• Magneto-static models may overcome some of the issues facing force-free magnetic field extrapolations. So far they have seen limited use and have faced problems when applied to quiet-Sun data. Here we present a first application to an active region. We use solar vector magnetic field measurements gathered by the IMaX polarimeter during the flight of the Sunrise balloon-borne solar observatory in 2013 June as boundary conditions for a magneto-static model of the higher solar atmosphere above an active region. The IMaX data are embedded in active region vector magnetograms observed with SDO /HMI. This work continues our magneto-static extrapolation approach,more » which was applied earlier to a quiet-Sun region observed with Sunrise I. In an active region the signal-to-noise-ratio in the measured Stokes parameters is considerably higher than in the quiet-Sun and consequently the IMaX measurements of the horizontal photospheric magnetic field allow us to specify the free parameters of the model in a special class of linear magneto-static equilibria. The high spatial resolution of IMaX (110–130 km, pixel size 40 km) enables us to model the non-force-free layer between the photosphere and the mid-chromosphere vertically by about 50 grid points. In our approach we can incorporate some aspects of the mixed beta layer of photosphere and chromosphere, e.g., taking a finite Lorentz force into account, which was not possible with lower-resolution photospheric measurements in the past. The linear model does not, however, permit us to model intrinsic nonlinear structures like strongly localized electric currents.« less
  • We characterize waves in small magnetic elements and investigate their propagation in the lower solar atmosphere from observations at high spatial and temporal resolution. We use the wavelet transform to analyze oscillations of both horizontal displacement and intensity in magnetic bright points found in the 300 nm and the Ca ii H 396.8 nm passbands of the filter imager on board the Sunrise balloon-borne solar observatory. Phase differences between the oscillations at the two atmospheric layers corresponding to the two passbands reveal upward propagating waves at high frequencies (up to 30 mHz). Weak signatures of standing as well as downward propagating waves are alsomore » obtained. Both compressible and incompressible (kink) waves are found in the small-scale magnetic features. The two types of waves have different, though overlapping, period distributions. Two independent estimates give a height difference of approximately 450 ± 100 km between the two atmospheric layers sampled by the employed spectral bands. This value, together with the determined short travel times of the transverse and longitudinal waves provide us with phase speeds of 29 ± 2 km s{sup −1} and 31 ± 2 km s{sup −1}, respectively. We speculate that these phase speeds may not reflect the true propagation speeds of the waves. Thus, effects such as the refraction of fast longitudinal waves may contribute to an overestimate of the phase speed.« less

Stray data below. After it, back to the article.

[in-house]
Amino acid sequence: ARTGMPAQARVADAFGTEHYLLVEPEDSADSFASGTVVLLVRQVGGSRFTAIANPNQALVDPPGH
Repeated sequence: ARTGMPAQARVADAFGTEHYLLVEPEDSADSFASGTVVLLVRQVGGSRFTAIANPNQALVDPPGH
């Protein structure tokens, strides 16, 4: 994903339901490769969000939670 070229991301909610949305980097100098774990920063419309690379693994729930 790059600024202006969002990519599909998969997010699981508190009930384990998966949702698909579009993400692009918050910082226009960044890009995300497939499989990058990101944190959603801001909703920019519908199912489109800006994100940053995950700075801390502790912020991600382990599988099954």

• We present the first observations of the transverse component of a photospheric magnetic field acquired by the imaging magnetograph SUNRISE/IMaX. Using an automated detection method, we obtain statistical properties of 4536 features with significant linear polarization signal. We obtain a rate of occurrence of 7 x 10{sup -4} s{sup -1} arcsec{sup -2}, which is 1-2 orders of magnitude larger than the values reported by previous studies. We show that these features have no characteristic size or lifetime. They appear preferentially at granule boundaries with most of them being caught in downflow lanes at some point. Only a small percentage aremore » entirely and constantly embedded in upflows (16%) or downflows (8%).« less